Going on the road again …..

February 27, 2008

Heading to the airport in a couple of hours to fly to Singapore.

So I will not be inserting anything until I come back early part of next week.

This is an eagerly anticipated trip – besides meeting with key Muay Thai folks to talk about setting up in Malaysia, I am also scheduled to meet some Saolim elders and hopefully obtain details about what training with the late GM Ven. Sek was like…. from the “horses” mouth.

And if time permits, I will be calling on another Fuzhou White Crane veteran, one of the most senior in the family tree and maybe touch hands (and steal his knowledge) a little….

In the meantime, I want to leave you with another slice of Baji Quan from my archives.

Looking at the young exponent in the clip, I think this is one style that is in very good hands……

Baji on youku.

February 6, 2008

And before I take a short Chinese New Year break, here’s a Wu Lien Zi’s Baji clip found on youku…. 

For some @#$%^ reasons, I still can’t embed youtu clips directly onto wordpress @#$%….

Also I want to wish all of you:- 

A peaceful, prosperous, productive and positive Year of the Golden Rat.

Kheong Hee Huat Chye – “kong xi fa chai” in Fukien/Fuzhou.

Don’t forget; not going back until absolutely drunk !!!


More Baji Quan.

February 5, 2008

Folks, more Baji Quan – 8 extremities boxing; this time brilliantly executed by a mainland high hand – from Wu Lien Zi line if I am not mistaken…

Well, what can I say? I love this style of boxing and if an old dog like me gets to pick another style to take up, Baji would be it!

I love the crisp smooth flow ending with a sudden explosive “piercing” type “jin” that seem to be generated by the entire body working in total co-ordination – looooove it…..

And also you know what? When CKF elders say: – Using circular to overcome linear and using linear to suppress the circular – you’ll find both circular and linear in this one system. 

I got some other older footage with me and I tell you, these folks are adept in kicking, punching, grappling, throwing and some of their techniques/principles are pretty exclusive…

Ooookay, maybe that’s why it’s called “8 extremities”…. 

I need to dig out some of my old books and find out exactly what these “extremities” are referring to….







And before I start my scanning, here another extract from the NGC documentary talking about a style that I would love to study, if given the opportunity to;Baji Quan.

Popularly translated to “8 extremities”, this is one style that has been shrouded in mystery for many years; only in recent years, details are made public.

Reading the Baji entry in Wikipedia (where else? And “cut and paste” below), this style is associated with both the Nationalists and Communists bodyguards.

If I remember right, even Ku Sifu spoke about Sun Yat Sen’s bodyguards (he had several) being highly skilled in BaJi. 

Maybe it just me but “extremities” sounds kinda “extreme”? 

Peaks, summits, pinnacles, zeniths …… aarrrrrggggghhhhh!

The words keep getting in the way!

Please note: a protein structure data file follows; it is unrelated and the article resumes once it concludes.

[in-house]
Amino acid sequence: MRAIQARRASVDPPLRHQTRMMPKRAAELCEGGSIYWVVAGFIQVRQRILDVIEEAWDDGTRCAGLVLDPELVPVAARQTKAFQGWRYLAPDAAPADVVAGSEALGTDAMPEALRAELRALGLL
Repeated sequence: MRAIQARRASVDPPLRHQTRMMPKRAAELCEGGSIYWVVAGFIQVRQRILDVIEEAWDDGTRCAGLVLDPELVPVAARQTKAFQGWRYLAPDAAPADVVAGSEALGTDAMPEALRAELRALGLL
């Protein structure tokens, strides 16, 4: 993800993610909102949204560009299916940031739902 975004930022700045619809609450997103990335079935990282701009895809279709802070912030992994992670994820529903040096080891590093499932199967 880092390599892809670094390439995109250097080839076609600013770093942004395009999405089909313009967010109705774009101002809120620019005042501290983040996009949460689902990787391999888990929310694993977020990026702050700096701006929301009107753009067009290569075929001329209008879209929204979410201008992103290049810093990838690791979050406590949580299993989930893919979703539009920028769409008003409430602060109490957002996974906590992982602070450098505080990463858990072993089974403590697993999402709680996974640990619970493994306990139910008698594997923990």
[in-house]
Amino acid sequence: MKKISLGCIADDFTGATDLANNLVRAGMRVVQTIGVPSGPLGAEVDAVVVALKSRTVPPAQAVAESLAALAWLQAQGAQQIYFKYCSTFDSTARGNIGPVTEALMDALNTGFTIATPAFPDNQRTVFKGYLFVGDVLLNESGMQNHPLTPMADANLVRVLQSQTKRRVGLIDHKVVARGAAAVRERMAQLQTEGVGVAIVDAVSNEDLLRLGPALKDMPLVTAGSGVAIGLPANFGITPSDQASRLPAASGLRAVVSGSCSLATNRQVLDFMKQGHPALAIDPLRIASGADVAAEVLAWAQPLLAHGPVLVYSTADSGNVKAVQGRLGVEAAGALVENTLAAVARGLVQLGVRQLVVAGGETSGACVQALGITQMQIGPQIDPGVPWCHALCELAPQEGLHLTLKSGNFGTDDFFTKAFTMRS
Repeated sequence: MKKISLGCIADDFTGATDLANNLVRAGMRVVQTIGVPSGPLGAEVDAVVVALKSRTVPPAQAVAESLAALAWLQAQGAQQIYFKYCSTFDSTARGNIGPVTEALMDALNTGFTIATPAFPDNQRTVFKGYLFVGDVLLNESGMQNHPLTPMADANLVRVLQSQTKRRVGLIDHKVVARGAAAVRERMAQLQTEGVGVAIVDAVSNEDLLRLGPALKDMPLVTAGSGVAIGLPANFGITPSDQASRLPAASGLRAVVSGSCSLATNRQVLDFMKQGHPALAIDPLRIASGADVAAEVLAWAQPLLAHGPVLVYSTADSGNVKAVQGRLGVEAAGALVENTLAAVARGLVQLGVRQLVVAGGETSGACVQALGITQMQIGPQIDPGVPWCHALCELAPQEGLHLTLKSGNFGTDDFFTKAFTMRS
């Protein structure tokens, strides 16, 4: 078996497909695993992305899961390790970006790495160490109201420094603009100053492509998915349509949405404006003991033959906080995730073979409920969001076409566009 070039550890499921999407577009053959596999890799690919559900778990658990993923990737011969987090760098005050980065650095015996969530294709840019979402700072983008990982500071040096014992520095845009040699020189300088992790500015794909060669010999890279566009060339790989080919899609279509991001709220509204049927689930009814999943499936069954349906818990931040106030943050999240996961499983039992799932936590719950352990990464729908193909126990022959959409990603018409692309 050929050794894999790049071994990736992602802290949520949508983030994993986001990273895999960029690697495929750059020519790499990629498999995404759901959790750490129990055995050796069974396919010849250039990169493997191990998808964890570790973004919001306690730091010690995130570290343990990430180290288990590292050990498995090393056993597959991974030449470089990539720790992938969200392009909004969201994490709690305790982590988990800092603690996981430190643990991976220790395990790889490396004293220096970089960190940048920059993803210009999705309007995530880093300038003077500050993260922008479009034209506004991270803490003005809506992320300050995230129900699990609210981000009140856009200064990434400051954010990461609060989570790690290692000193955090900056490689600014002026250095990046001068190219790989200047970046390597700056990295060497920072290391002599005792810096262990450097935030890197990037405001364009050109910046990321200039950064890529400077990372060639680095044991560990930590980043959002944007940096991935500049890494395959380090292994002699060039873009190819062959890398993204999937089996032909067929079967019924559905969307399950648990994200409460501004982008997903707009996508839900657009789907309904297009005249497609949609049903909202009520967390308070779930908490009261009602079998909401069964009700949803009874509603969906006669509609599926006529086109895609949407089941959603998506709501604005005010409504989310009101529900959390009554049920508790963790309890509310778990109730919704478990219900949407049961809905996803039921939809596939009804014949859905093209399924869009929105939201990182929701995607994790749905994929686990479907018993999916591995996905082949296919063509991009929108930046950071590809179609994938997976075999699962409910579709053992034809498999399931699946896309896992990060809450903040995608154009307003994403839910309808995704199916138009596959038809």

“When pigua is added to baji, gods and demons will all be terrified. When baji is added to pigua, heroes will sigh knowing they are no match against it.”



Bājíquán (traditional Chinese: 八極拳; pinyin: Bājíquán; literally “eight extremes fist”; Japanese: 八極拳, Hakkyokuken) is a Chinese martial art that features explosive, short range power and is famous for its elbow strikes. It originated in Hebei Province in Northern China, but is also well-known in other places today, especially Taiwan.


Bajiquan was originally called Baziquan (巴子拳 or 鈀子拳; literally “rake fist”), due to the fact that when not striking, the fist is held loosely and slightly open, resembling a rake, and also the art from involves many downward strike moves, just like a rake’s movement in the field. However, the name was considered to be rather crude sounding in its native tongue, so it was changed to the title Bajiquan. The term baji, which comes from the oldest book in China, the I Ching, signifies “an extension of all directions.” In this case, it means “including everything” or “the universe.”

Made famous in recent times by Li Shuwen (1864-1934), a fighter from Cangzhou, Hebei province whose skill with a spear earned him the nickname “God of Spear Li.” A Peking Opera Wu Shen (Martial Male Character) by training, he was foremost in his Kung Fu Basic trainings. His most famous quote about fighting was, “I do not know what it’s like to hit a man twice.”[1] Certainly a bit of hyperbole, but it still speaks for the shocking power Baji training develops. Li Shuwen’s most famous students include Huo Diange (bodyguard to Pu Yi, the last Emperor of China), Li Chenwu (bodyguard to Mao Zedong), and Liu Yunqiao (secret agent for the nationalist Kuomintang and instructor of the bodyguards of Chiang Kai Shek). Because of this, Bajiquan has come to be known as “The Bodyguard Style”.

Bajiquan shares roots with another Hebei martial art, Piguazhang. It is said that Wu Zhong, the oldest traceable lineage holder in the Bajiquan lineage, taught both arts together as an integrated fighting system.[2] They then slowly split apart, only to be remarried by Li Shuwen in the late 18th to early 19th century. As a testament to the complementary nature of these two styles, there is a Chinese martial arts proverb that goes: “When pigua is added to baji, gods and demons will all be terrified. When baji is added to pigua, heroes will sigh knowing they are no match against it.” (八極參劈掛,神鬼都害怕。劈掛參八極,英雄嘆莫及)